Tag Archives: 1930s

Katherine Susannah Prichard’s Winged Seeds: A Review


Spoiler Alert

The third novel in Katharine Susannah Prichard’s goldfields trilogy, Winged Seeds (1950) sees her writing about a war which was only just over. It begins brightly in 1936, with vivacious twins turning up on the doorstep of the trilogy’s hero, the aging Sally Gough. Pat and Pam are twenty years old and the stepdaughters of Sally’s arch-enemy, Sir Paddy Cavan. Their visit gives Prichard an opportunity to show us the state of the goldfields at the time. Their flirtatious ways set tongues wagging in Kalgoorlie-Boulder, and a barometer of the sexual mores of the time. Yet the twins are not as easy as they seem; Pam is faithful to her fiancee fighting in the Spanish Civil War and Pat is in love with Sally’s grandson, Bill. They are fiercely anti-fascist, but cannot reveal their true sympathies until they turn twenty-one and inherit their father’s fortune, currently held by their wicked stepfather. Bill is the communist hero of this installment, taking on the mantle from his uncle, Tom, who dies early in the novel, his lungs destroyed by the mine. Bill is torn between his dedication to the cause and his desire for the “siren” Pat.

With various other subplots, there is already plenty enough to sustain an interesting narrative, but as in several other novels of Prichard’s, she unpicks her own set up. The twins leave suddenly; Bill goes off to fight World War Two. The protagonists of the first half only put in guest appearances for the rest of the novel, as the focus returns to Sally, as she struggles with what to make of World War Two, swayed and confused by debates around it, as well as re-living the grief of the Great War in which she lost one son and a second from its after-effects. Bill returns home from Greece injured, only to recover and be sent to New Guinea, where he goes missing, presumed killed by the Japanese. Pat drifts away from her commitment to progressive politics, marrying an American officer.  What was the novel building toward in its first half if not for Bill and the twins to do something extraordinary for the cause of communism? There is poignancy, though, in Sally trying to make sense of Bill’s death, and to find transcendence in the midst of death and disappointment.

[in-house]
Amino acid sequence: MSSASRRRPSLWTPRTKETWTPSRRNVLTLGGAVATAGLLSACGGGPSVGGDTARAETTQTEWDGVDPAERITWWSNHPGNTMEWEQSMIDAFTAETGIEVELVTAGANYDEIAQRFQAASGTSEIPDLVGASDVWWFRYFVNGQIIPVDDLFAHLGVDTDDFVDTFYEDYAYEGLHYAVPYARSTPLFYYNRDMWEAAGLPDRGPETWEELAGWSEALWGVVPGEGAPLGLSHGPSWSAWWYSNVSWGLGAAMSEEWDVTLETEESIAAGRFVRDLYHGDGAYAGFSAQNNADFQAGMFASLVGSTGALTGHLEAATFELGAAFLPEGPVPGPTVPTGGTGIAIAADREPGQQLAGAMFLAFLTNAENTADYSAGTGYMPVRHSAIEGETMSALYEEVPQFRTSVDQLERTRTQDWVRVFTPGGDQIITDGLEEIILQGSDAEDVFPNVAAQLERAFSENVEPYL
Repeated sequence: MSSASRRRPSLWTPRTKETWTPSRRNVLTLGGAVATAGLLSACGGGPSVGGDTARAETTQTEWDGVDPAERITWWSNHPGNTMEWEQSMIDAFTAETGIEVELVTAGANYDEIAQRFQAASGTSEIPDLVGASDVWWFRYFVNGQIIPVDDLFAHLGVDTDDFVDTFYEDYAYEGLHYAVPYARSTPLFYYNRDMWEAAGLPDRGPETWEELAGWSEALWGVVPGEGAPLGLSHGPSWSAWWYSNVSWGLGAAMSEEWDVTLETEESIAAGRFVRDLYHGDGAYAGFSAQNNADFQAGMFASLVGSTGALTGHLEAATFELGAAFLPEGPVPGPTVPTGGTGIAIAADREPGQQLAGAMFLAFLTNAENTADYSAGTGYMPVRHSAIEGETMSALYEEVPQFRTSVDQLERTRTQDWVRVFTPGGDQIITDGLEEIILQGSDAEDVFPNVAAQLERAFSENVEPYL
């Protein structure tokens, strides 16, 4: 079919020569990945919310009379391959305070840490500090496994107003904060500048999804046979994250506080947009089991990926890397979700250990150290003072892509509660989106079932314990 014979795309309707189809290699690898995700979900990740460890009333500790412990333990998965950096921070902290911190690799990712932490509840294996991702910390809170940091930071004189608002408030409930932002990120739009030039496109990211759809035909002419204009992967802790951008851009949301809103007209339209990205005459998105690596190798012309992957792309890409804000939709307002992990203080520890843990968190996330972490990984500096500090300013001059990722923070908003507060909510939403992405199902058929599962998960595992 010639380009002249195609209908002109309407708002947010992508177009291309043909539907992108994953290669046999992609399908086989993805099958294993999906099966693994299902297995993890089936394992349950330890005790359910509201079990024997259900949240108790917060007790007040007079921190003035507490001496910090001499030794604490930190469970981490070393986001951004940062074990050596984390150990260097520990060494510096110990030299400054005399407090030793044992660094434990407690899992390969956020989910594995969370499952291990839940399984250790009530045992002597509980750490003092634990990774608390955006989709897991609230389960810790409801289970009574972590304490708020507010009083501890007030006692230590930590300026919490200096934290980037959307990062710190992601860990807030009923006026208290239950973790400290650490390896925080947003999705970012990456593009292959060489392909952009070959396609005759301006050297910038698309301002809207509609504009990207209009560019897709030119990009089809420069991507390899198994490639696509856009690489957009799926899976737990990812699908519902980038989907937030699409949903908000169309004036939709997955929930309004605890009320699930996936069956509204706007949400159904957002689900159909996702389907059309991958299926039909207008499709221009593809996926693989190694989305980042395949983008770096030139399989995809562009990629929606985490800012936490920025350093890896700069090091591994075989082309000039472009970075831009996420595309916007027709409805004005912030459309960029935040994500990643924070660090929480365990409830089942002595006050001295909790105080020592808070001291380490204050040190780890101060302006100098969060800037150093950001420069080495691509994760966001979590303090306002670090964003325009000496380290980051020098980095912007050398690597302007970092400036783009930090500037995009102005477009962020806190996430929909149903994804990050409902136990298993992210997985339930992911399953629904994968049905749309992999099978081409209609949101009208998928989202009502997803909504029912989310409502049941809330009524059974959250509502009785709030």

The trilogy finishes wearily, with the two survivors, Sally and Dinny, burying Kargoola, the Aboriginal woman who they have known from the beginning, and finding hope in the winged seeds blown out from the kargooluh plant. Sally’s sons were dead, her grandson Billy was dead, but the ideas they lived for were immortal:

The life force strives towards perfection. What other imperative is there in living? The struggle had gone on through the ages. The vital germ in a seed attained its fine flowering and full fruit. How then could the great ideas and ideals of human progress be denied and annihilated? They could not. That was what Bill had believed , and what he tried to make people understand. (379)

Sandra Burchill comments that “… the optimistic vision for the future is not supported by any event in the novel and exists as a contradiction of what the trilogy has defined as a worsening situation both locally and internationally…” (364) The Cold War was a difficult period for Prichard to be writing in. She was a survivor like Sally, and had lived long enough to see more deaths and disappointments than most could bear.

At times the novel shimmers with the intensity and beauty of Prichard at her best. The scene in which Sally confronts her cheating lover, Frisco Jo, is particularly vivid. However, these passages are surrounded by long sections of “reportage”, the broader picture of the conditions of the goldfields conveyed through a session of “yarning” in which characters become mouthpieces for the information (Burchill, 313-314). It is a bold attempt to achieve a bigger canvas, but it is a significant reason why the trilogy was not as well regarded as Prichard hoped.

It is in print with Allen and Unwin, including in digital form; you can also pick up a secondhand first edition for not much more.

Work Cited

Burchill, Sandra. “Katharine Susannah Prichard: Romance, Romanticism and Politics.” PhD diss., UNSW (Australian Defence Force Academy), 1988.

Anguished Portrait of Marriage: Katharine Susannah Prichard’s Intimate Strangers